The legend is more than 4,000 years old. An ancient god called Kon punished Peruvians by withholding rain, as they had not been paying thanks for the food and water they had.
Since then, the legend says, Peru's coast has turned into a desert.
Four thousand years later, the people from Cerro Nueva Esperanza, on the outskirts of Lima, danced to what could have been rainmaking pleas to the gods. Instead, this was an offering to the Mother Earth. They were thankful that they could finally get water living over 1,000 metres above sea level - not from the ground, but from the sky.
The residents of Cerro Nueva Esperanza lived for years without water. But now more than 70 families can actually get it in their taps. For many, it is quite magical, because they get the water literally from the clouds.
Twenty nets have been set up on the hills to trap fog. The tightly woven fabrics end up heavily dampened, condensing water from the fog. Drop by drop, a plastic tube used as a canal carries the water that fills 20 tanks.
These nets are known as cloud catchers. And for many here, like 69-year-old Rosa Luna, they are miraculous.
When she moved to the region more than a decade ago, this hill was simply a dry patch of land. Most of Peru's 2,500km of coastline is desert although there are a few coastal valleys watered by rivers that flow from the Andes Mountains towards the Pacific Ocean.
"When we were told two years ago what these nets were going to do we thought, 'what is this?' But now we are so thankful."
- Rosa Luna
Like thousands of Peruvians, Luna used to carry home pails of water. “We used to travel two or three kilometres from my daughter's home bringing the water and then walk up the hill with the buckets. At the time, we couldn't even get a motorcycle up here.”
Then a road was built and water trucks could make it up the hill. But Rosa, like so many here, had little money to build a tank for herself, and pay around $40 worth of water every month. Two years ago, when the first 12 nets were installed, she became one of the first beneficiaries. A tube system was built so she could get the water straight into her home.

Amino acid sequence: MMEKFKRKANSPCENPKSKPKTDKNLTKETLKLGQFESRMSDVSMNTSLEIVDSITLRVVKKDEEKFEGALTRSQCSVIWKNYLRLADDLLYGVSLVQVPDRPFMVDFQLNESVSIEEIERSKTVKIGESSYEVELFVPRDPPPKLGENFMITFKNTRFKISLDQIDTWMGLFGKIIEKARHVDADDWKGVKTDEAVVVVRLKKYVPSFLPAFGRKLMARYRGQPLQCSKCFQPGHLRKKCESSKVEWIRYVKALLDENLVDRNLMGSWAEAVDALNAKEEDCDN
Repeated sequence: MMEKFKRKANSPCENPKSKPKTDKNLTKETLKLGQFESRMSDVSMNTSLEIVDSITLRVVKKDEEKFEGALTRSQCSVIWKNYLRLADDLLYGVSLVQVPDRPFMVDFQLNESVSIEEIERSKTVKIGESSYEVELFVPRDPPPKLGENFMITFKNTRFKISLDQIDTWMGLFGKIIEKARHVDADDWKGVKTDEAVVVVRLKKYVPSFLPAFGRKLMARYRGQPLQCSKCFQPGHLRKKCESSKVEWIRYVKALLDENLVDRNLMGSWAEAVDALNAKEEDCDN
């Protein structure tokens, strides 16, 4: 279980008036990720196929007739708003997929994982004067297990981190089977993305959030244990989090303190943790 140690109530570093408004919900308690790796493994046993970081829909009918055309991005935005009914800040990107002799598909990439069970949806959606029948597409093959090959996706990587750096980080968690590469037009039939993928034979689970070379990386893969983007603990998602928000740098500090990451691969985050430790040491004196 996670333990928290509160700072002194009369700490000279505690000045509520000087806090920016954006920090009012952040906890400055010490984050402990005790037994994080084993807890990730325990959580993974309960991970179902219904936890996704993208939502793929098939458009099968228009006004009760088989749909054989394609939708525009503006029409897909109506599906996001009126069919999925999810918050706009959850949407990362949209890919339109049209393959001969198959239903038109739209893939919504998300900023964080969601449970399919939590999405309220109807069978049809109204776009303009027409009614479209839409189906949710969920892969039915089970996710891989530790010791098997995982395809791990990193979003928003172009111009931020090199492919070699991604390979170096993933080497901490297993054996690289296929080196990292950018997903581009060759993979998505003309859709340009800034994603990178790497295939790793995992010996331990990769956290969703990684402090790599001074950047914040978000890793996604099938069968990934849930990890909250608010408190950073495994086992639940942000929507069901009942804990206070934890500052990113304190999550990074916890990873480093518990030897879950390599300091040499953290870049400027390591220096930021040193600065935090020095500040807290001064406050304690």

And then the unthinkable happened. She began watering a garden. Soon after, she was growing an aloe field, and making money from it. “Frankly, it is a dream. I don't know if I am watching reality, or is this fake? When we were told two years ago what these nets were going to do we thought, 'what is this?' But now we are so thankful,” she says.
The cloud catchers at Cerro Nueva Esperanza are six-by-four metres and have the capacity to condense around 90 litres per day. “Altogether, we are talking about 3,000 litres at its best”, says Abel Cruz.
Cruz heads the movement Peruvians Without Water. They got in touch with German students whom, he says, invented the nets. Then USAID, the US government's development agency, helped set them up. “We think that with this system and many more, this could become the pilot programme to secure water for thousands of people who don't have water and sewage systems in Lima,” Cruz says.
It hardly ever rains in the capital. After Cairo, Lima is the largest city in the world built on a desert. And nearly 50 per cent of Peru's population lives on the coast, relying on scarce water supplies. The Rimac River, which runs through the capital, is one of three main water sources. But it is fed from rain in the Andes Mountains: when the rainy season is over, there is less water in Lima.
Still, more than a million people do not have access to this water supply. At the Hiroshima Kindergarten, in the Ventanilla district, teachers designate two different children every day to fill two containers of water from the only tap in school. The whole class washes their hands there. “Until last year, each mother had to leave her child with a large bottle of water, because the children must wash their hands so often,” says teacher Olinda Coz.
Now they have a tap fed by a tank filled by water trucks.
The water company SEDAPAL is working to bring water to at least half a million homes in the next few years. Officials say it is a tough challenge in which the population has to play its part. “Our main goal is that consumers will also practice restraint to rationalise the demand and that will allow [us] to channel this water to those who don't have it,” says Juan Carlos Barandiaran, development manager at SEDAPAL.
SEDAPAL is now developing other potable water sources in the Andes Mountains. The Huascacocha reservoir is helping to store more water during the winter - when it doesn't rain in the Andes - which will help guarantee the flow of water in the future.
But for now, the people at Cerro Nueva Esperanza prefer to rely on the cloud catchers. They don't think they will have a water system from SEDAPAL any time soon. Gutierrez says these cloud catchers have helped people change “from pointing fingers at institutions, demanding things, to doing something for the people's needs”.
So on this day, the people from Cerro Nueva Esperanza professed their beliefs, singing and dancing. The water may not be drinkable just yet, but they know these cloud catchers could be the answer for thousands of Peruvians who will not have a water supply any time soon.